"It's all so unremarkable that it's remarkable. This guy is just happy," Brown said.

"He loved to train, loved to go out there every day," said Per Antonsen, the farms' trainer. "We did all of the normal things we do here with the young horses, teach them all the basics as far as going outside horses, switching leads, doing all that kind of stuff, and the conditioning so he can handle it when he goes off to the big track. I noticed when he started going to the track, that's when we saw how athletic he was and the nice stride he had on him. We started working him, what we call a little breeze down the lane, and he did that like he had done it before. He was just a natural.

"He was a very nice horse to work with -- never missed a day, did everything right. Everything just came natural to him. That's when I thought there might be something special to him, and he sure turned out to be a special horse."

When California Chrome left Harris Farms for the Sherman barn at Los Alamitos, Antonsen had a message for Coburn and Perry: You'll have some fun with this guy.

"It's awe-inspiring that everything can work out right," Brown said.

It takes a village ...

Now they get one more chance to do it again, in the Belmont, where California Chrome will try to win where I'll Have Another (scratched in 2012), Big Brown (pulled up in 2008), Smarty Jones (second in 2004), Funny Cide (third in 2003), War Emblem (eighth in 2002) and seven other horses to win the Derby and Preakness have failed since Affirmed last won the Triple Crown in 1978.

California Chrome was installed on Wednesday as the morning line favorite at 3-5 in a field of 11.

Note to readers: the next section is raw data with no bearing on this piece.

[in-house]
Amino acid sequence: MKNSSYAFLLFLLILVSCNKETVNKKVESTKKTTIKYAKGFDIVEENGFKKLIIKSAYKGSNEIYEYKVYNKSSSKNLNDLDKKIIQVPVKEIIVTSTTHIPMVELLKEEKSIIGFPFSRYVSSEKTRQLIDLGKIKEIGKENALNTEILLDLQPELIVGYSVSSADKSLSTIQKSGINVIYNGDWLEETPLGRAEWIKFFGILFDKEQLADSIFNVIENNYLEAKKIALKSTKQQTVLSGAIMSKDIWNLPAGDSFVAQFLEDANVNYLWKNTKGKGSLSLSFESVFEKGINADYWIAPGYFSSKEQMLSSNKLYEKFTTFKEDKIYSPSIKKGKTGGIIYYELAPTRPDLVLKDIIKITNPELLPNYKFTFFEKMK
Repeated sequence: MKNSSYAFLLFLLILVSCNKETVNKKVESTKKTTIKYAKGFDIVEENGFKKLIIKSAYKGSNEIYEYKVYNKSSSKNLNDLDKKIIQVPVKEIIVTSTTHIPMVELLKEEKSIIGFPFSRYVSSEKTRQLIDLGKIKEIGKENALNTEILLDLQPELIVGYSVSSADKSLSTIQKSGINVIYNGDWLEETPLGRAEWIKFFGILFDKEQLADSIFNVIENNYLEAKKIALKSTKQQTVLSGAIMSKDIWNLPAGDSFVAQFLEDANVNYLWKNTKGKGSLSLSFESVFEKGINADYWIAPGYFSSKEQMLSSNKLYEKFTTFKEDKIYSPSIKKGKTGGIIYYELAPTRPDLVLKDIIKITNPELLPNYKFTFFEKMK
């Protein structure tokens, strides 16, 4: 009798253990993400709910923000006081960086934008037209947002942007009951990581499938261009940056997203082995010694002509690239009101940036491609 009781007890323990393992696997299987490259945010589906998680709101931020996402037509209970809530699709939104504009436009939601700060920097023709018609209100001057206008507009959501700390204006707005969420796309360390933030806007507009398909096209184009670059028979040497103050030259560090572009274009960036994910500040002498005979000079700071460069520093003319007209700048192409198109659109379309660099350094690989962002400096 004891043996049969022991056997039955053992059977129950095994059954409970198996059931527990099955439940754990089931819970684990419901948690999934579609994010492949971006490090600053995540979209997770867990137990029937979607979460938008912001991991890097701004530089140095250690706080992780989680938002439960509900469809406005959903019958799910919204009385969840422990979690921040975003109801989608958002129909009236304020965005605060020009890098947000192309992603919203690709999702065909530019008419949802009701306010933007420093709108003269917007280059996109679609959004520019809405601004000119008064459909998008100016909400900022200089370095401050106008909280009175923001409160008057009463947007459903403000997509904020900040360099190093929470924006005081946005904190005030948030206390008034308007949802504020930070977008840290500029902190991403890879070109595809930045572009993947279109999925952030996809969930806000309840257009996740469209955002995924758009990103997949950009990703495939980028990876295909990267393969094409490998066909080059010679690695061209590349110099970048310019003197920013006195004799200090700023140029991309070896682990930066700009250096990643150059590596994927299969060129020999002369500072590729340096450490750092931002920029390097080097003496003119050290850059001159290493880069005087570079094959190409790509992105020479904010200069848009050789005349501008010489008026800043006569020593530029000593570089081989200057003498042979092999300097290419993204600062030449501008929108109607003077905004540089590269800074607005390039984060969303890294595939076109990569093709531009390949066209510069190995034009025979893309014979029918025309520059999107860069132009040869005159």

In that small break room on the farm in Coalinga, seats already have been staked out.

"It's something that will be with you the rest of your life. I've worked here for 34 years and had a lot of horses coming through, training a lot of horses. We've had some good ones, but nobody as good as that," Antonsen said. "Everybody here, everybody had a hand in it. It has always been a team effort, for the whole farm, all the people who work with him, all the people who feed him, all the people that give him baths and ride him and do everything. It's a team effort.

"It's very satisfying, that you've done a good job. You feel good about it. You kept that horse sound, healthy. He was taken good care of the whole time. It's easy enough to ruin a horse doing the wrong thing and the horse gets hurt and if he gets hurt maybe he never gets to the race track and he would never be able to show the potential he has. You can feel good about it.

"It's very exciting, very rewarding. It's a neat feeling."

The reporter can be reached at rkuwada@fresnobee.com or @rkuwada on Twitter.